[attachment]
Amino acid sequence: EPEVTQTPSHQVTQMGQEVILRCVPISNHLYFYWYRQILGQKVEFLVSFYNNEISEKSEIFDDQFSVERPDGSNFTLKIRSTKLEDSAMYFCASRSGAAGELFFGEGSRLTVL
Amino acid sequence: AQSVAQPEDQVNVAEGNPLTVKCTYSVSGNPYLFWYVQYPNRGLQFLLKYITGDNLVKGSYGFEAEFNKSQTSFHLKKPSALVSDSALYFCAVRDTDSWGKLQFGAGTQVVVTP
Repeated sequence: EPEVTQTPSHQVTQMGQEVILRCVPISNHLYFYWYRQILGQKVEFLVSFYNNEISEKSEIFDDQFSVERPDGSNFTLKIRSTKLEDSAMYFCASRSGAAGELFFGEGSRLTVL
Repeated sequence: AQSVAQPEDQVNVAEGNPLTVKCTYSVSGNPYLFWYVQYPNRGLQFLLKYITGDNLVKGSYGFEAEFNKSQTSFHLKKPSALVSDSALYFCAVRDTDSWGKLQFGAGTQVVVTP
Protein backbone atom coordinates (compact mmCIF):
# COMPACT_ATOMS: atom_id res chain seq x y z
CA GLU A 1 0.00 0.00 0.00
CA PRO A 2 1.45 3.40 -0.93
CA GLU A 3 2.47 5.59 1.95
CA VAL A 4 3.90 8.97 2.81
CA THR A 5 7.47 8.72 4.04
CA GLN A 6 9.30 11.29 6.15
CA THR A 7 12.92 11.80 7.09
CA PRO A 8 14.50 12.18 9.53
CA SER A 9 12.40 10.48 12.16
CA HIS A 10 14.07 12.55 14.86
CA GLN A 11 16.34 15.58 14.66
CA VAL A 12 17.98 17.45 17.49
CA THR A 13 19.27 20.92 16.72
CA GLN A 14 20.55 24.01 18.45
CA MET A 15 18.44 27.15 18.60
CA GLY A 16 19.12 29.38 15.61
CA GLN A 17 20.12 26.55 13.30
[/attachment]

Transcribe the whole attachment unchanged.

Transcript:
Amino acid sequence: EPEVTQTPSHQVTQMGQEVILRCVPISNHLYFYWYRQILGQKVEFLVSFYNNEISEKSEIFDDQFSVERPDGSNFTLKIRSTKLEDSAMYFCASRSGAAGELFFGEGSRLTVL
Amino acid sequence: AQSVAQPEDQVNVAEGNPLTVKCTYSVSGNPYLFWYVQYPNRGLQFLLKYITGDNLVKGSYGFEAEFNKSQTSFHLKKPSALVSDSALYFCAVRDTDSWGKLQFGAGTQVVVTP
Repeated sequence: EPEVTQTPSHQVTQMGQEVILRCVPISNHLYFYWYRQILGQKVEFLVSFYNNEISEKSEIFDDQFSVERPDGSNFTLKIRSTKLEDSAMYFCASRSGAAGELFFGEGSRLTVL
Repeated sequence: AQSVAQPEDQVNVAEGNPLTVKCTYSVSGNPYLFWYVQYPNRGLQFLLKYITGDNLVKGSYGFEAEFNKSQTSFHLKKPSALVSDSALYFCAVRDTDSWGKLQFGAGTQVVVTP
Protein backbone atom coordinates (compact mmCIF):
# COMPACT_ATOMS: atom_id res chain seq x y z
CA GLU A 1 0.00 0.00 0.00
CA PRO A 2 1.45 3.40 -0.93
CA GLU A 3 2.47 5.59 1.95
CA VAL A 4 3.90 8.97 2.81
CA THR A 5 7.47 8.72 4.04
CA GLN A 6 9.30 11.29 6.15
CA THR A 7 12.92 11.80 7.09
CA PRO A 8 14.50 12.18 9.53
CA SER A 9 12.40 10.48 12.16
CA HIS A 10 14.07 12.55 14.86
CA GLN A 11 16.34 15.58 14.66
CA VAL A 12 17.98 17.45 17.49
CA THR A 13 19.27 20.92 16.72
CA GLN A 14 20.55 24.01 18.45
CA MET A 15 18.44 27.15 18.60
CA GLY A 16 19.12 29.38 15.61
CA GLN A 17 20.12 26.55 13.30